First and foremost; none of the females are sexualized in any way. Like, at all. It simply isn’t interested in being that movie.
Far be it for me to try to tear out any foundational stones from the hallowed halls of Terror and Titillation, but it was a nice change to just have girls in peril for a change. Instead of naked girls in peril.
It also offers up an interesting balancing act with the characters getting killed. Yes, they might be bitchy and have done some reprehensible things…but do we really want them to die? Initially, that answer might seem like a yes, but it does shift as the movie plays out.
They’re not necessarily how young girls are traditionally portrayed in horror movies. In fact, most of these girls pass the Bechdel Test with flying colors. They talk far more about their futures and their friends than they do about anything else.
I daresay that having an entirely female cast (save the one exception) drives that point home more than other movies of a similar concept.
I can’t remember which book it was that I read (some science-fiction thriller, years ago) where robots were taking over, and when they had to assault the human military forces, they made their android army look like women and young girls. The thought process behind this act was that most men (aside from 95% of the killers in slasher movies) have a hard time harming females.
And I believe that author was spot on because I really didn’t want harm to befall these young ladies (with one concession, but she had it coming).
The Japanese Noh mask worn by the killer/entity is also pretty damn cool.
It may not cause the same sensations that the Captain Kirk mask did for Halloween, or even the Babyface from Happy Death Day, but the sheer fact that it is unique goes a long way.
Lastly, there is a small bit of queer romance that takes place, and it’s handled like any other blossoming attraction. This is how ANY romance should be tackled, regardless of representation. I can honestly say that it was greatly appreciated. Again, the romance wasn’t thrown in for the sexy factor. It just existed. Naturally at that.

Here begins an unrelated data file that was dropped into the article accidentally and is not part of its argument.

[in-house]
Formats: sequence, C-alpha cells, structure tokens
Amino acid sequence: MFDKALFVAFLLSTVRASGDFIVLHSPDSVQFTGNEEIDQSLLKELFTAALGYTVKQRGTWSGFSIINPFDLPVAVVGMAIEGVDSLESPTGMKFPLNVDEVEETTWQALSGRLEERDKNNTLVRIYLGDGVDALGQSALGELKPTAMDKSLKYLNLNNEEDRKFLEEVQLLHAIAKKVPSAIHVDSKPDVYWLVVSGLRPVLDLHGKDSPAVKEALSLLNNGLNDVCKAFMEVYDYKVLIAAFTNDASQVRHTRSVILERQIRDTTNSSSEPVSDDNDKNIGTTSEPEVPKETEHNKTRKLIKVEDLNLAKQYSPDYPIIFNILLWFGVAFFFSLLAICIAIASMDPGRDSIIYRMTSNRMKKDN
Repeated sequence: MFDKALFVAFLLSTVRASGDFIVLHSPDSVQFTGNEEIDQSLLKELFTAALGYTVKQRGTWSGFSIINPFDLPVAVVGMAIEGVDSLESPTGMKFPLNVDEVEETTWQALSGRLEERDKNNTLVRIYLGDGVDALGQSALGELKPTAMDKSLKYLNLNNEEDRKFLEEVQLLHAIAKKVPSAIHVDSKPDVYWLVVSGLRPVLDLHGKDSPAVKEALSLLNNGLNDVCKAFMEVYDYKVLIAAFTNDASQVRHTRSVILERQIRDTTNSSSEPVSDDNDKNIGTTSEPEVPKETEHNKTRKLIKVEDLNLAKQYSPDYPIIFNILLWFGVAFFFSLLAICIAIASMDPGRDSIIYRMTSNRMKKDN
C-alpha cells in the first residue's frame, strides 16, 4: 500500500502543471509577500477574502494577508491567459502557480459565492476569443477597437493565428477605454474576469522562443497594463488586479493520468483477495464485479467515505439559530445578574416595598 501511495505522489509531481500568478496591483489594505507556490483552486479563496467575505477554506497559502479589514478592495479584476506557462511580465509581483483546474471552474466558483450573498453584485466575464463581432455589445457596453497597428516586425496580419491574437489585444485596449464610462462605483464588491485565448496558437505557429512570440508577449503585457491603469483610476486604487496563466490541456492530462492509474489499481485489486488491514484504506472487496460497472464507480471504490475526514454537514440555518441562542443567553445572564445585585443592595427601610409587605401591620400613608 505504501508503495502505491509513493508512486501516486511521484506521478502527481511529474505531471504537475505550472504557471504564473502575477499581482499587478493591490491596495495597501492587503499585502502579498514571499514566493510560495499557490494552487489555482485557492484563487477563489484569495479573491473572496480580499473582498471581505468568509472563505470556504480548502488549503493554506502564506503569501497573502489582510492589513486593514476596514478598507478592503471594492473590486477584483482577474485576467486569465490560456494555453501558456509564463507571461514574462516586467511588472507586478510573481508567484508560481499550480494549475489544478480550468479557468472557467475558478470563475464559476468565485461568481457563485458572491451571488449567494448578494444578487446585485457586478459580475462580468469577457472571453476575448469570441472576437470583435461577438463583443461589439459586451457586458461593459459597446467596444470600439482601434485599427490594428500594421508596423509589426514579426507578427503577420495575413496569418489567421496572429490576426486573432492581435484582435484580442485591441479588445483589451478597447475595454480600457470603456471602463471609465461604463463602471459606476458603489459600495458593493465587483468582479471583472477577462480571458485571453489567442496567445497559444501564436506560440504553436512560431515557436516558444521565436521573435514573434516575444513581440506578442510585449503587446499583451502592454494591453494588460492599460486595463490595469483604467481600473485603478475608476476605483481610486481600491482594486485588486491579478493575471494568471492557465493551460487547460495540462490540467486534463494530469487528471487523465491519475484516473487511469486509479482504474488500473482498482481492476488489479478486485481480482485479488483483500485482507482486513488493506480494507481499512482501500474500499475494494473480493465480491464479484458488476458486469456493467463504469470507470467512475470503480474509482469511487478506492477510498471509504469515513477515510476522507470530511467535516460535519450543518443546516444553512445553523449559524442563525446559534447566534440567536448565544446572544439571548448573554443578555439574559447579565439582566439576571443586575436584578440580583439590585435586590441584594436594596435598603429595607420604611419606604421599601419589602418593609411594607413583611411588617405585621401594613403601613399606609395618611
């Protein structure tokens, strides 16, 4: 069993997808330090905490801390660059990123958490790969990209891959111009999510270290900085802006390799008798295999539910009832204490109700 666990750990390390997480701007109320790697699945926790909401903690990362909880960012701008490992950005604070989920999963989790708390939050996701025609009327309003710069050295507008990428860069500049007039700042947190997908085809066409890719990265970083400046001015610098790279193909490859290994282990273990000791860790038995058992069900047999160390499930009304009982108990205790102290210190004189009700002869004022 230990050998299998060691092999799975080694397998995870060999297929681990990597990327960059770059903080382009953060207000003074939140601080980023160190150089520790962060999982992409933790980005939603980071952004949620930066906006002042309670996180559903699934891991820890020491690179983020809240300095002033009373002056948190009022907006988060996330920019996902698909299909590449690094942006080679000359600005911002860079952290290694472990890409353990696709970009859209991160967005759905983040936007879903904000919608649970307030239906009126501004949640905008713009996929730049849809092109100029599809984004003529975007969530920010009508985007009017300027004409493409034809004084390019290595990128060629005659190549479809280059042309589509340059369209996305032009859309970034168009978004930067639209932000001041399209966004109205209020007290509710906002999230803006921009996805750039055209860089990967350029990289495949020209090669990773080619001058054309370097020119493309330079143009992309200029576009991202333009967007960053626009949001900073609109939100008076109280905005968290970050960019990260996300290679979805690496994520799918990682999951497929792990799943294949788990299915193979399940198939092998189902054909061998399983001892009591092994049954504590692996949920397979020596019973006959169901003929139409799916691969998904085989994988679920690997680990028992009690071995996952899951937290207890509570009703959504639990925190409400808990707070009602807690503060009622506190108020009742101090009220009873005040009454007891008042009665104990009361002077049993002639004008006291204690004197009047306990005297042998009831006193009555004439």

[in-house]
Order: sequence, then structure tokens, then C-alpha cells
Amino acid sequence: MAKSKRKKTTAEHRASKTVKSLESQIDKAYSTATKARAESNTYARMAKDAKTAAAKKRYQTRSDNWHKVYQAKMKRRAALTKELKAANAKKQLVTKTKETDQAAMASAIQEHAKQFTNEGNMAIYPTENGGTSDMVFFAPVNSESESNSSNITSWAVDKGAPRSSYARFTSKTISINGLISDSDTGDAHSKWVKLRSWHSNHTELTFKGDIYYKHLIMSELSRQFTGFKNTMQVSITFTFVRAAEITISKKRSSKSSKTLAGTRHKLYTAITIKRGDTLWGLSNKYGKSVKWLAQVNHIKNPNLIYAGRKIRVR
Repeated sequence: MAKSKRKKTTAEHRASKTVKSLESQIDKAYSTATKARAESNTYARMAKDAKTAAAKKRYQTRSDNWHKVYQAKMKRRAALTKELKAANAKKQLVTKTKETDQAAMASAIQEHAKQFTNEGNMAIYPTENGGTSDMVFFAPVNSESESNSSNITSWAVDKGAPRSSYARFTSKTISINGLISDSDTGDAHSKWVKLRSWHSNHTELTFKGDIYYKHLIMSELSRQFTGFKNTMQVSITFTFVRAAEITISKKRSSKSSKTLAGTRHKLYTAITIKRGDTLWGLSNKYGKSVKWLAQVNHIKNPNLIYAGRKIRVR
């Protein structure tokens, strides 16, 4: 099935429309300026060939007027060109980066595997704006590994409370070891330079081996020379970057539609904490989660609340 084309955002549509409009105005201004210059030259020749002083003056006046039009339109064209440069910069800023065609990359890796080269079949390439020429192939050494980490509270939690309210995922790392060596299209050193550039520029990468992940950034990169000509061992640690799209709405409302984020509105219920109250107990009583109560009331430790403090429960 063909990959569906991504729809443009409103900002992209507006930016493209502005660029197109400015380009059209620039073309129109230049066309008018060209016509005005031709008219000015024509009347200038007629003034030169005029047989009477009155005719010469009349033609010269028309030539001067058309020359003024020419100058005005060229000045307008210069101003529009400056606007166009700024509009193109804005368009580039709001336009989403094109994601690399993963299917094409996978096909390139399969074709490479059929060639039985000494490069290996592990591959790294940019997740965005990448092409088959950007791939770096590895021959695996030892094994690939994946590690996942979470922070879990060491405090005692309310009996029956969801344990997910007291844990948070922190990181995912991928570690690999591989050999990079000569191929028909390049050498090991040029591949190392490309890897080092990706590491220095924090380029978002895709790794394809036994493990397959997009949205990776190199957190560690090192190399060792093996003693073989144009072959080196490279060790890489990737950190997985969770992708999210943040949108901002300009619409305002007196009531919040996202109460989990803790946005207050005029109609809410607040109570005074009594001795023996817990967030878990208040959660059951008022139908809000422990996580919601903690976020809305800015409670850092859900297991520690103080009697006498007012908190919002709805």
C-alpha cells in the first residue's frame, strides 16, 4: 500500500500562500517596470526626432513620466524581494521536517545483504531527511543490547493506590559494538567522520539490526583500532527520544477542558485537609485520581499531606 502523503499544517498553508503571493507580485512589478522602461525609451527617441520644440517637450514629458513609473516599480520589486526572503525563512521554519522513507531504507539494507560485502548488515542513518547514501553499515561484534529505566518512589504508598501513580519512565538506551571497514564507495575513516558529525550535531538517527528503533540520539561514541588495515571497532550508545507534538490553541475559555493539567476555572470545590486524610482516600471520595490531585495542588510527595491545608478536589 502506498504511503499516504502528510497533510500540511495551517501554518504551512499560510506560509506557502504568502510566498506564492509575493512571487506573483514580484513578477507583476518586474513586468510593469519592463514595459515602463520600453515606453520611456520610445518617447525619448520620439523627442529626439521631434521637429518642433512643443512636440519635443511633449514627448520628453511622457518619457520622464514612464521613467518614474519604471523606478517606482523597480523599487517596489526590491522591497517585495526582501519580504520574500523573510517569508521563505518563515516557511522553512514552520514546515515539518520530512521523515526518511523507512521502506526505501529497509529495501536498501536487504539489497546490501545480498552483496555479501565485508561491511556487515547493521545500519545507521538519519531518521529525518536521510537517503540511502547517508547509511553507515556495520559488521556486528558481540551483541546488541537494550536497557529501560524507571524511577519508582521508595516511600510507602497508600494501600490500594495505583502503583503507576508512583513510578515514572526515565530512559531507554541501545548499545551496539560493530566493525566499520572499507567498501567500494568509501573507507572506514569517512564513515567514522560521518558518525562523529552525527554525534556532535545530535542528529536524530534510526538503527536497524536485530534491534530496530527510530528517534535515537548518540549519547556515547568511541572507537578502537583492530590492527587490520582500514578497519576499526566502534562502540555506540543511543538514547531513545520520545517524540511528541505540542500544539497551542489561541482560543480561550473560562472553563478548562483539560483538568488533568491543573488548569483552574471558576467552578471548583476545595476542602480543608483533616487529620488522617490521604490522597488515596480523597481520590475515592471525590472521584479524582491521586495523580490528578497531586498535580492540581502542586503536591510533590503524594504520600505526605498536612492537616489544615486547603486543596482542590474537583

I mentioned the soundtrack earlier, and it definitely bears a special callout.
As composed by electronic producer Sicker Man, the soundtrack for Séance is a triumph. Ranging from orchestral movements with choral segments to ambient tones accompanied by strange sound effects, and even a few pop-like offerings with propulsive beats and bass drops, the music just fits the movie perfectly. It’s heady and atmospheric — and is also great to listen to on its own.
Séance isn’t all sunshine and roses, however. There are a few issues that keep it from being a modern masterpiece.
One of the most glaring of the issues is the strange instances where a fisheye camera lens is used. It’s a jarring jump from standard scene to fisheye scene, one that doesn’t quite work with the rest of the cinematography. Not sure what the filmmakers were hoping to achieve there, but whatever it was it didn’t work.
It’s also a little uneven in the gore department, starting out with hardly any of the red stuff, and ending with plenty of it being tossed around.
Last but not least, the motivation for the killings is ridiculously stupid. For such a smart movie, the reasoning is incredibly D-U-M-B. Nearly any other sort of motivation would have been better. It’s so bad, in fact, that it threatens to derail everything that came prior.
Legitimately, Séance would have been a five-star movie for me without this huge misstep. The movie hangs on, however, primarily due to the strengths of the actresses.
Could Séance have used a few more scares?
The characters die pretty much when we expect them to (i.e. when they go off alone), and jump scares are nearly nonexistent. But the movie does establish a solid sense of dread, which is always appreciated.
One interesting tidbit is that, though they are polar opposites, this film shares more than a few similarities with the Ryan Gosling-led Drive. Both films feature neon pink text for the credits, both tried to take a different approach within an established genre (action/thriller for Drive, ghost story for Séance), and both were carried along by an amazing synth score that helped provide a unique feel.
I wouldn’t call either one arthouse per se, but they certainly took the path less traveled.
I loved Drive, and I found myself loving Séance as well. This is a smart horror/thriller. It’s certainly not the scariest slice of celluloid, but it does have an identity all its own.